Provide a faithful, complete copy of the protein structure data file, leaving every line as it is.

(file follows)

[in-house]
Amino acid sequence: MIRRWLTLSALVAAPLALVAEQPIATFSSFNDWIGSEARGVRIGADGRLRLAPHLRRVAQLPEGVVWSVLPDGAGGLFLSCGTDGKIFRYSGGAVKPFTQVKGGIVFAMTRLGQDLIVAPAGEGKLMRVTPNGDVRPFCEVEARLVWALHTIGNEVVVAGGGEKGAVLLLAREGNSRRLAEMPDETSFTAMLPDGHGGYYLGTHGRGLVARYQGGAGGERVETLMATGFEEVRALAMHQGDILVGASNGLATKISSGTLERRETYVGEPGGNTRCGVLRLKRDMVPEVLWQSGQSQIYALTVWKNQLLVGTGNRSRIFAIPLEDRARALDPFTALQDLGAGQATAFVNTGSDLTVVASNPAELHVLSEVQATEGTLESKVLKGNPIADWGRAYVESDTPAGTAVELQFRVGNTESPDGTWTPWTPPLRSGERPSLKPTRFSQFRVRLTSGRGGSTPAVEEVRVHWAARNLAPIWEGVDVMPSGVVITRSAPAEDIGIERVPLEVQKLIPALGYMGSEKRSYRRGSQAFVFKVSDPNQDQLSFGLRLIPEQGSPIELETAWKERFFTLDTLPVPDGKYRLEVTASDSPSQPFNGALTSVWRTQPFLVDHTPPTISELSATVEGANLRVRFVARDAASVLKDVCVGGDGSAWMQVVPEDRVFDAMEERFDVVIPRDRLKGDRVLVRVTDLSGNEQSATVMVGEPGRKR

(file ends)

[in-house]
Amino acid sequence: MIRRWLTLSALVAAPLALVAEQPIATFSSFNDWIGSEARGVRIGADGRLRLAPHLRRVAQLPEGVVWSVLPDGAGGLFLSCGTDGKIFRYSGGAVKPFTQVKGGIVFAMTRLGQDLIVAPAGEGKLMRVTPNGDVRPFCEVEARLVWALHTIGNEVVVAGGGEKGAVLLLAREGNSRRLAEMPDETSFTAMLPDGHGGYYLGTHGRGLVARYQGGAGGERVETLMATGFEEVRALAMHQGDILVGASNGLATKISSGTLERRETYVGEPGGNTRCGVLRLKRDMVPEVLWQSGQSQIYALTVWKNQLLVGTGNRSRIFAIPLEDRARALDPFTALQDLGAGQATAFVNTGSDLTVVASNPAELHVLSEVQATEGTLESKVLKGNPIADWGRAYVESDTPAGTAVELQFRVGNTESPDGTWTPWTPPLRSGERPSLKPTRFSQFRVRLTSGRGGSTPAVEEVRVHWAARNLAPIWEGVDVMPSGVVITRSAPAEDIGIERVPLEVQKLIPALGYMGSEKRSYRRGSQAFVFKVSDPNQDQLSFGLRLIPEQGSPIELETAWKERFFTLDTLPVPDGKYRLEVTASDSPSQPFNGALTSVWRTQPFLVDHTPPTISELSATVEGANLRVRFVARDAASVLKDVCVGGDGSAWMQVVPEDRVFDAMEERFDVVIPRDRLKGDRVLVRVTDLSGNEQSATVMVGEPGRKR